There’s plenty to see and experience on New England’s eastern-most island
The island has a rich historical and literary culture
The novel Moby Dick was set on Nantucket
Visitors can enjoy beaches, take guided walks in town, or visit a lighthouse
Located just off the coast of Cape Cod, Massachusetts, Nantucket is a summer playground. It is the lower-key version of its nautical neighbor, Martha’s Vineyard. Nantucket’s points of interest include great food, a walkable historic town relaxing beach and lighthouse excursions, and an interesting historical and literary history. If you decide to visit, you’re in for a memorable New England island vacation.
Nantucket in history and literature
Nantucket was settled by Quakers in 1659. Two centuries later it was prospering as a base of operations for the area’s whaling industry and became the third-largest city in Massachusetts. The island was so well-known for whaling that it became the setting for Herman Melville’s iconic novel Moby Dick, despite the fact that the author hadn’t visited when he wrote the book.
Notable residents of Nantucket include the first female astronomer, Maria Mitchell, James A. Folger (founder of Folger’s Coffee), and R.H. Macy, (the founder of Macy’s Department Store). Since its whaling-industry peak, the island has survived and prospered. Today it has evolved into a maritime-focused excursion-based island where vacationers enjoy time away from everyday life.
Year-round residents were proud to note that their eastern beach was the first place in the U.S. to experience the sunrise on January 1, 2000 — the new Millenium.
Places to visit
With its rich New England background, visitors can enjoy many historically-based excursions. One popular destination is Maria Mitchell’s well-preserved home which now serves as a museum. Tourists can also stop by the Whaling House on Broad Street or visit the Friends Meeting House, which is also home to the Nantucket Historical Association.
Visitors who want to stretch their legs while exploring the island have a number of options. There are guided walking tours that can provide a close-up view of the Town of Nantucket and allow you to experience many maritime properties topped by roof walks and perched on cobblestone streets.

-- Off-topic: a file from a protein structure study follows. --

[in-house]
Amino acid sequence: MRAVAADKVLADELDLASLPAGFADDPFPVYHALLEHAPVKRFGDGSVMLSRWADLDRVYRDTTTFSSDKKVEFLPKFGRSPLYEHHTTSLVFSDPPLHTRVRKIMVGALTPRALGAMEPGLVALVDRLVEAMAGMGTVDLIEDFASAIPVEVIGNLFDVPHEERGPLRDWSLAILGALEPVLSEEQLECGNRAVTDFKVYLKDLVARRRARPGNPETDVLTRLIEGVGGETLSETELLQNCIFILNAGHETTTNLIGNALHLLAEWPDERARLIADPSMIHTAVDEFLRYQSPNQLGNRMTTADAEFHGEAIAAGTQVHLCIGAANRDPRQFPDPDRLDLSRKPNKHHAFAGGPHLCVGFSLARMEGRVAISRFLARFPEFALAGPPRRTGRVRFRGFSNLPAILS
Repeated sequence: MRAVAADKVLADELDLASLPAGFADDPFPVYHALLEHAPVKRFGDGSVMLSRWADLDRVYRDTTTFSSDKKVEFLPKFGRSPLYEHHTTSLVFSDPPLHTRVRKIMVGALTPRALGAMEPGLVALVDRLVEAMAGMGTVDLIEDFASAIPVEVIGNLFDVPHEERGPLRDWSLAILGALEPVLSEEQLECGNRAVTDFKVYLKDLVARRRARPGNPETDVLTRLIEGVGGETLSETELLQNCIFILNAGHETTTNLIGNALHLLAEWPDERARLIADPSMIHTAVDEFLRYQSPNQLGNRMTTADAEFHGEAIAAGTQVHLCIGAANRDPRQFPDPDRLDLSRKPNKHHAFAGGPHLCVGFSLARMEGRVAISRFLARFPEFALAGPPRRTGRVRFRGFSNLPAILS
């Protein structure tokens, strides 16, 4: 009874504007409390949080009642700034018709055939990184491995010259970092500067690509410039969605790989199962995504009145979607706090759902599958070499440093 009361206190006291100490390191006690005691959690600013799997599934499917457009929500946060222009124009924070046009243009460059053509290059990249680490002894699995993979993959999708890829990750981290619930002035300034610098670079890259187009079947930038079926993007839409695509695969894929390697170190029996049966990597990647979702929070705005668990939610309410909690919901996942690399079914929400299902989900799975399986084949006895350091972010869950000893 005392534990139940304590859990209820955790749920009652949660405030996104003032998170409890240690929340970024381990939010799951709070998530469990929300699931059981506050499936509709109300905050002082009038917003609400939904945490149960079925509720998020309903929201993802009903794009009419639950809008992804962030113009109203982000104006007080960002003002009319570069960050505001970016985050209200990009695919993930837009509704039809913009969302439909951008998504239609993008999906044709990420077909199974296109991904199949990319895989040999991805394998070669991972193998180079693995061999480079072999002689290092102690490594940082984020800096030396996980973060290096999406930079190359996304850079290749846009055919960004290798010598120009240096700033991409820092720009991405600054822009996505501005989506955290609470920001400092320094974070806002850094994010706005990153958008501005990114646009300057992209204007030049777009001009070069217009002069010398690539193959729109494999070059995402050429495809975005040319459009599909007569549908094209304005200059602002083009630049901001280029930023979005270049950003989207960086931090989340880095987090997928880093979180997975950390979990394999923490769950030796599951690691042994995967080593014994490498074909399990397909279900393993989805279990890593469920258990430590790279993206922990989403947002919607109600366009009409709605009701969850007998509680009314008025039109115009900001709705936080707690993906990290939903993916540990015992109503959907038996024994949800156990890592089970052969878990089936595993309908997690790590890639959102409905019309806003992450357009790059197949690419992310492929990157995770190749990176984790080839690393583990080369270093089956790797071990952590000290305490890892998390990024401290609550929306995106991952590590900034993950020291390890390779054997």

If lighthouse history is more your speed, there are any number of beach walks and ways to explore those at your leisure. While you’re exploring a lighthouse, you might also see deer, pheasant, geese, and other wildlife that are native to the island.
Beaches are one of the best things about Nantucket summers. With more than 82 miles of beaches, both families and individuals can find their spot on the shore and enjoy the water. Alternately, they can rent a small sunfish boat or charter an afternoon sailing adventure in a professionally managed larger vessel.
As the day winds down, they can also search for a variety of interesting sea life, unearth rare shells and sea glass, and take part in a clambake or simply enjoy dinner as the sun sets over the ocean.
The island was so well-known for whaling that it became the setting for Herman Melville’s iconic novel Moby Dick, despite the fact that the author hadn’t visited when he wrote the book.
As with any resort town, there is no shortage of places to eat for any meal of the day. There are cozy coffee shops, places serving hearty breakfasts or lunches, and fine dining restaurants to close out the end of a restful vacation. Many restaurants feature seafood that befits its ocean location and at least one dish that includes cranberries. The island is known for its cranberry bogs.
Known for seafood, cranberry bogs, and hearty breakfasts, dining options abound in Nantucket.
Some of the places that stand out include the Ship’s Inn Restaurant, Bartlett’s Inn, QueeQuegs, and the Nautilis for fine dining. There’s also Center Street Bistro if you’re looking for something lighter, and Downyflake if you want to linger over a hearty breakfast.
A deeper dive — More from the 101:
- The best uncrowded beaches in North America | Vacations 101
We’ve got suggestions for some of the most peaceful sandy spots in the U.S., Canada, and Mexico.
- California’s Glass Beach isn’t your typical sandy seaside | Vacations 101
This unique beach features trash that’s been turned into treasure.